By Rebecca Ferdinand, Associate at CoachBright
When I was in Year 10, my maths teacher seemed to equate my value with my weekly test scores. Students were seated around the room test score order. I noticed that if I didn’t do so well on a test, I’d be less likely to be called on to answer a question. Our teacher implicitly let me know that, for her, test scores reflected my intelligence and merit as a student. In any given week, students with low test scores felt demotivated and students with high tests scores lived in fear that they would fail next week.
Unfortunately, my maths class did nothing to create an atmosphere that fostered a love of learning and challenge. Carol Dweck, an American psychologist, and her colleagues at Stanford University might say that our class encouraged an unhelpful fixed mindset in us. In a fixed mindset, people believe that qualities such as intelligence and talent are fixed and permanent. Time is spent measuring abilities such as maths competency instead of trying to develop them. After all, why make an effort to get better at maths if your perceived ability is set in stone?
At CoachBright our programme is designed to instil a growth mindset in students. With this outlook, students believe that all of their abilities can be developed through determination and hard work—talent and natural ability is merely the starting point. After hitting a setback in his exam results our Year 12 coachee Timothy from ARK Globe Academy said, “It’s a stepping stone to a better future next year. I’ve just got to keep my head up and keep working’. Unlike the students in my old maths class, our coachees understand that intelligence can be developed and focus on strategies for improvement instead of worrying about how smart they are.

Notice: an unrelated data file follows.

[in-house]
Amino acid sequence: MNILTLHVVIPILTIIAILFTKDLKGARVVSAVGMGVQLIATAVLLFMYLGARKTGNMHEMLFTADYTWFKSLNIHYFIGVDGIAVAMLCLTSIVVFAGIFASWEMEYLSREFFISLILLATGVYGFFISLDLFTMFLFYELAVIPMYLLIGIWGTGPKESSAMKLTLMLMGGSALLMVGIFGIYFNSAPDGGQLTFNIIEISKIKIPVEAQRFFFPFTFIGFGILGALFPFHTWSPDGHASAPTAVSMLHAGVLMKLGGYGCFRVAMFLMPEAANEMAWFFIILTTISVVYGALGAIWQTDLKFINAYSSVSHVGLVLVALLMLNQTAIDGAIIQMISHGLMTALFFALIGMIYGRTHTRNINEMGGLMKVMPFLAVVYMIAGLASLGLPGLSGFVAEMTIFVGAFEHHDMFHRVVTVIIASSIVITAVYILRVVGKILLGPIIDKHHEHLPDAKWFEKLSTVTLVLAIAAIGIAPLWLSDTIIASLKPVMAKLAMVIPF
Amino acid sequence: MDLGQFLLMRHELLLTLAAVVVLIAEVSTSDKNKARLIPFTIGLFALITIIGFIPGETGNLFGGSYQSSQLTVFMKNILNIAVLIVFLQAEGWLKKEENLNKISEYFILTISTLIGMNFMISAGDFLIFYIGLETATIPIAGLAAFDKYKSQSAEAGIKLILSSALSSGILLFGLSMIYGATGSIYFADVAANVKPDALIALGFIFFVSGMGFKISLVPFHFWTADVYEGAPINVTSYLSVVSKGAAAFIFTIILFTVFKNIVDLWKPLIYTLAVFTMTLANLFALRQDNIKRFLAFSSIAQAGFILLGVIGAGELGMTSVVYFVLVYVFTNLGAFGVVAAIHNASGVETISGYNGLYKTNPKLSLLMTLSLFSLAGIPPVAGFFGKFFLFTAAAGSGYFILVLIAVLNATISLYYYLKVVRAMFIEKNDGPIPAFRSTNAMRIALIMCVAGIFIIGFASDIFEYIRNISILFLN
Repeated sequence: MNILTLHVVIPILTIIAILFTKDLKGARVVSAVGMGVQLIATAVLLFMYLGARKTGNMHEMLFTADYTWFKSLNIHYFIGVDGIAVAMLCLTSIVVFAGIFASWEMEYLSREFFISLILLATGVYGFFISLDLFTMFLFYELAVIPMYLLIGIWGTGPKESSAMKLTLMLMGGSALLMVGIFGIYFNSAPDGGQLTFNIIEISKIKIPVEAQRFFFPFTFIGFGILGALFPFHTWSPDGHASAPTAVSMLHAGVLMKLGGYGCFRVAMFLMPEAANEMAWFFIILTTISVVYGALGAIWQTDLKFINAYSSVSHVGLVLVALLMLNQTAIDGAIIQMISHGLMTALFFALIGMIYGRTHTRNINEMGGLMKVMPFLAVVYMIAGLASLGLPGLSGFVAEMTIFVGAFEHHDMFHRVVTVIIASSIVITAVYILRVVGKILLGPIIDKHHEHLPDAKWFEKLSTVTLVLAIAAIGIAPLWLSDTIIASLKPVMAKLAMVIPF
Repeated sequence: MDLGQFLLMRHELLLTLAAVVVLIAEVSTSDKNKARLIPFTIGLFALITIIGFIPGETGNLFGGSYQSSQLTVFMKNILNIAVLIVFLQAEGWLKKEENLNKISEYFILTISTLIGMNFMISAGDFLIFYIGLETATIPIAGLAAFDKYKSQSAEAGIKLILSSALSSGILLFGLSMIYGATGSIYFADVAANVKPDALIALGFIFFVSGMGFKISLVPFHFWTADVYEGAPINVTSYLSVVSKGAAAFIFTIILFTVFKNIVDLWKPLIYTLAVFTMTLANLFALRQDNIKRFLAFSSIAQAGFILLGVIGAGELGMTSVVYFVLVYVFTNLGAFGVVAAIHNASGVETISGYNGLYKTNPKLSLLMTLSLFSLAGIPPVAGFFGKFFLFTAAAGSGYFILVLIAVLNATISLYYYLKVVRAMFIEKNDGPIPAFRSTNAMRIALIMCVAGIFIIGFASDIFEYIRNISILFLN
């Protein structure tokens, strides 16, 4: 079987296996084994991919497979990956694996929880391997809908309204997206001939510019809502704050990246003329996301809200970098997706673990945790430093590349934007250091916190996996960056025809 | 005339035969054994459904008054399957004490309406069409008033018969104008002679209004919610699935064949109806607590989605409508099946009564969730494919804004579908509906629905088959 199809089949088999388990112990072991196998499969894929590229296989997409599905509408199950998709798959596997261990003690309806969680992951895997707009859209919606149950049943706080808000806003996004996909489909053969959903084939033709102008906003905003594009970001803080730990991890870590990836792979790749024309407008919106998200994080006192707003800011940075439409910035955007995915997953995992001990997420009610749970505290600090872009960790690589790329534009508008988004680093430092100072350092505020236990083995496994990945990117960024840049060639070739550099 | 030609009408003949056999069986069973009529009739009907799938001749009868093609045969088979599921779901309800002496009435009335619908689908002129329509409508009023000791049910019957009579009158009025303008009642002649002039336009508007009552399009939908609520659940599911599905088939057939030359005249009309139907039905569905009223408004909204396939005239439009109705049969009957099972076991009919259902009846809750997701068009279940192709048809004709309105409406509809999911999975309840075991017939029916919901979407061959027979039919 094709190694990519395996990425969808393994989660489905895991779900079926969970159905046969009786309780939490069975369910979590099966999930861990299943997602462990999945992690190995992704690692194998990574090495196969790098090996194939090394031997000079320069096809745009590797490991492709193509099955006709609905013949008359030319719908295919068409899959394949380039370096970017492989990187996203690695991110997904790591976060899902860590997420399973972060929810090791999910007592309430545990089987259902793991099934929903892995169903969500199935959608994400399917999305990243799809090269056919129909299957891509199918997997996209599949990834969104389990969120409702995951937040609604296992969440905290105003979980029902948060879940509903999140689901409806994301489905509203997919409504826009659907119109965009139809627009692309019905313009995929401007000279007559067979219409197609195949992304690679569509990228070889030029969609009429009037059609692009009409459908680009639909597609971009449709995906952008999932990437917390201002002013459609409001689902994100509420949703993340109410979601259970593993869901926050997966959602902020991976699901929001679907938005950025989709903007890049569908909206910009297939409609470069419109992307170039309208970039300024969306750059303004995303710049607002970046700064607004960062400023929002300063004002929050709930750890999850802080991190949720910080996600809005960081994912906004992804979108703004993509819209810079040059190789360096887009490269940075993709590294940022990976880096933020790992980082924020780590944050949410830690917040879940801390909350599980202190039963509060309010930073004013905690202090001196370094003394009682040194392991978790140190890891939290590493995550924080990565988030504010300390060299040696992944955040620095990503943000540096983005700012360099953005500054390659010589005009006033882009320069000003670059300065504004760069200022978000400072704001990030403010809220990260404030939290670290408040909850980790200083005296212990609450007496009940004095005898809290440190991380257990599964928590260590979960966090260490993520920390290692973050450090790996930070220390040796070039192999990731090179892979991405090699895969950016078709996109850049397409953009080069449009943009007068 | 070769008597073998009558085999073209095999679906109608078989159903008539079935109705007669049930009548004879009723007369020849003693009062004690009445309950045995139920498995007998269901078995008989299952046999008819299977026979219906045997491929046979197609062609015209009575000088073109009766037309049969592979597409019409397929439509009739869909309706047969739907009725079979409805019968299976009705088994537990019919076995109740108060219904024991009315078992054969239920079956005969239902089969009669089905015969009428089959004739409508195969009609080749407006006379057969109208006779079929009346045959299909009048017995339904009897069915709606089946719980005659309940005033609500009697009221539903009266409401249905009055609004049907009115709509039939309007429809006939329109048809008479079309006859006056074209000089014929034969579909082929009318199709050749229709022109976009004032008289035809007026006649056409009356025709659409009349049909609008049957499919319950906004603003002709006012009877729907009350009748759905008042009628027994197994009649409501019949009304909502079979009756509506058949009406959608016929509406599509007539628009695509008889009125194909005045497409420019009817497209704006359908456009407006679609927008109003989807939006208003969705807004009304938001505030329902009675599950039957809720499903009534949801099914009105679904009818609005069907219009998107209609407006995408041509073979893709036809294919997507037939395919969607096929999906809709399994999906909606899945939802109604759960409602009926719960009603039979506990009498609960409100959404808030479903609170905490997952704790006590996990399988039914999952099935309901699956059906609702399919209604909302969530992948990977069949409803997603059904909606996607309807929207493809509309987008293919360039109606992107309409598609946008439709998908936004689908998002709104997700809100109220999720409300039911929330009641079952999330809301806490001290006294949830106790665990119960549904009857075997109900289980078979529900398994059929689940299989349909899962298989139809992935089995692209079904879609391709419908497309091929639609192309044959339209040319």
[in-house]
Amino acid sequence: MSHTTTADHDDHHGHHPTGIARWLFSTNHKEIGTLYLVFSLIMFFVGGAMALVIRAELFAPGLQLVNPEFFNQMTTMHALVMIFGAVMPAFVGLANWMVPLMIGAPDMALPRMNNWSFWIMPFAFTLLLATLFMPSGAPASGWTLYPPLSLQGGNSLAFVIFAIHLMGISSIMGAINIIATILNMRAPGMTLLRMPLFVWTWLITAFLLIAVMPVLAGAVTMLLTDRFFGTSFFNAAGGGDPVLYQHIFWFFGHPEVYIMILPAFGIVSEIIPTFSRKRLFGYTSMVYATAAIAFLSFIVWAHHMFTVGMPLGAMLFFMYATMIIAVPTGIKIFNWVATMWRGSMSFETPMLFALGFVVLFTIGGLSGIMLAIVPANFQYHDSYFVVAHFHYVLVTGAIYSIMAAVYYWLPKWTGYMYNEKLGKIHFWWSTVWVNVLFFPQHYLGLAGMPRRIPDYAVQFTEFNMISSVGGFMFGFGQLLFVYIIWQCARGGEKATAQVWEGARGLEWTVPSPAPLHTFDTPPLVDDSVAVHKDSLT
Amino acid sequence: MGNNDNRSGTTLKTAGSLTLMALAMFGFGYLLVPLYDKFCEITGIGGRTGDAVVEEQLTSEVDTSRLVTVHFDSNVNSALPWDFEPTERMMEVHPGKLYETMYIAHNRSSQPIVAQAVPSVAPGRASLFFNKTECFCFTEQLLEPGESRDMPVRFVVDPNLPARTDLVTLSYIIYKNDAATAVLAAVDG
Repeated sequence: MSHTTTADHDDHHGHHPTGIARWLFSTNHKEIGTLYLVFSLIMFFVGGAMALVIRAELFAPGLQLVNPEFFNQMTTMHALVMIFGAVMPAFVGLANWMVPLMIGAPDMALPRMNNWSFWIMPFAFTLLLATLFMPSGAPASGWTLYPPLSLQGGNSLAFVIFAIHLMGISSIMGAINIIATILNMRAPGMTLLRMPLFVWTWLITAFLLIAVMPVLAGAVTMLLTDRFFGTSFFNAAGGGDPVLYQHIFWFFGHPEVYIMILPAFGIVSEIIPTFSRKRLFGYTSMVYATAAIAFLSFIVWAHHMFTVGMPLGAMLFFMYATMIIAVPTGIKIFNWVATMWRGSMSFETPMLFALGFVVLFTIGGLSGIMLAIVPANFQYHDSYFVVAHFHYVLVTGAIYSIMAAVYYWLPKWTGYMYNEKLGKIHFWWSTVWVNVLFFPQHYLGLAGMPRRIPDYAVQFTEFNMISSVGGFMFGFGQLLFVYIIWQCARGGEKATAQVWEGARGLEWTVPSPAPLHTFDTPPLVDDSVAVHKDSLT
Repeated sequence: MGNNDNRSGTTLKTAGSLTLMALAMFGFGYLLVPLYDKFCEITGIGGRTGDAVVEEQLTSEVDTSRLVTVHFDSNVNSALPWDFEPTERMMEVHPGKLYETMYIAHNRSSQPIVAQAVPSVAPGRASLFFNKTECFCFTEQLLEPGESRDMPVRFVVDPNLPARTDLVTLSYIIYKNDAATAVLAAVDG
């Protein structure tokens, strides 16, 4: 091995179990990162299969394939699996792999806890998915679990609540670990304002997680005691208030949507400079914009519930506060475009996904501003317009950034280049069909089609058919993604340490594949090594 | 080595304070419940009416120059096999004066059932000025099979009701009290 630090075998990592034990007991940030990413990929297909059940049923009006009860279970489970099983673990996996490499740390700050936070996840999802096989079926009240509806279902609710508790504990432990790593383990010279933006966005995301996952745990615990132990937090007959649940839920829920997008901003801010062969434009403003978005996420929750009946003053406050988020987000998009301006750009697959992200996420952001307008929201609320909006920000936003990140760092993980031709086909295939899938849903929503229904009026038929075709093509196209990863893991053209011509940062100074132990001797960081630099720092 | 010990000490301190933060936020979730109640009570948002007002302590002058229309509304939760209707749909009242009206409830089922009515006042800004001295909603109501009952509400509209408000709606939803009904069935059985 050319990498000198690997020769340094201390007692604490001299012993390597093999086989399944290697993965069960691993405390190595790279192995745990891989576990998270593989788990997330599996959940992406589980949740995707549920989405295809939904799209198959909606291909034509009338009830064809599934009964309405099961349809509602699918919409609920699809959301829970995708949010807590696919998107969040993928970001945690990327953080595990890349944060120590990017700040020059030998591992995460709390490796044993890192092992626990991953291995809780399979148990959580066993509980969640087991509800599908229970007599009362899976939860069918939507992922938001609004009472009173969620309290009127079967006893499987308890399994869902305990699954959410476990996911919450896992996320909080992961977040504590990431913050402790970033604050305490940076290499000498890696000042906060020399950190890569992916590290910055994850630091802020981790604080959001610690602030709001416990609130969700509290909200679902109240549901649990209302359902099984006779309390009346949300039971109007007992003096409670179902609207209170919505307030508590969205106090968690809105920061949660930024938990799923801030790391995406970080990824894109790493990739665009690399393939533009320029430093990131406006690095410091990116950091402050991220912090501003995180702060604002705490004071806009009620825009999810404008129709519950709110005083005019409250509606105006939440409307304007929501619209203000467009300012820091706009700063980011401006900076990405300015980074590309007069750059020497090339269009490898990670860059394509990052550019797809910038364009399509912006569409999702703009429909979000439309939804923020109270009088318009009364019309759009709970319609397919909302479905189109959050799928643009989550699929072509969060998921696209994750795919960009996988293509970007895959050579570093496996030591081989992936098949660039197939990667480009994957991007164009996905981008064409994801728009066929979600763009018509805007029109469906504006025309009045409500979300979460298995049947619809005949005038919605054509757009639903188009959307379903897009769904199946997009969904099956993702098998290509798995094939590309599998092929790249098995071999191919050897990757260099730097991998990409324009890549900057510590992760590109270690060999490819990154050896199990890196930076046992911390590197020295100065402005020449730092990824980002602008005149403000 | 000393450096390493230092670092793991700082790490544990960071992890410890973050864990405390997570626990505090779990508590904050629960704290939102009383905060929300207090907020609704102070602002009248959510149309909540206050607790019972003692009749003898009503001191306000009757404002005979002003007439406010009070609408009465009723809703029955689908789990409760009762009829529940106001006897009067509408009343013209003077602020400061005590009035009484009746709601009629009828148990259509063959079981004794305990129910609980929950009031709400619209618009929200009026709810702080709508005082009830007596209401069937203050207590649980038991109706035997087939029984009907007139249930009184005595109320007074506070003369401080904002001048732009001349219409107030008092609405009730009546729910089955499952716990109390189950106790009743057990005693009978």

Evidence tell us that holding this mindset can help improve motivation and achievement in learning. In 2007, psychologists followed hundreds of students making the transition from primary to secondary school. They found that students who held a growth mindset were more motivated to learn and face challenges, and outperformed those with a fixed mindset in maths. This gap in achievement continued over two years, with growth mindset students displaying an upward trajectory in grades compared to a flatter trajectory for fixed mindset students. (Blackwell et al., 2007). All the students followed had entered the new school with similar past achievement. It seems that whether their mindset was focused on measuring their basic abilities or working hard to face learning challenges had a significant effect on their maths grades during this challenging time.
So how can we instil a growth mindset in our students?
Firstly, it’s important to make it clear to students that their performance on tests only reflects their current efforts, not their intelligence or value. When students do well, teachers and coaches should avoid praising students for high grades, as my old maths teacher did. Instead, praise should be given for efforts or strategies. With this in mind, if students are ever unhappy with their performance, there is always constructive action to take: work harder, find more learning opportunities, ask a teacher or coach and so on.
Teachers and coaches can also help students value learning for learning’s sake. Students can become preoccupied with proving their values through grades. Allow students to embrace their mistakes, enjoy putting in effort, and keep on learning regardless. Grades are important, but learning is most important.
To hear more from Carol Dweck, view her TED talk here.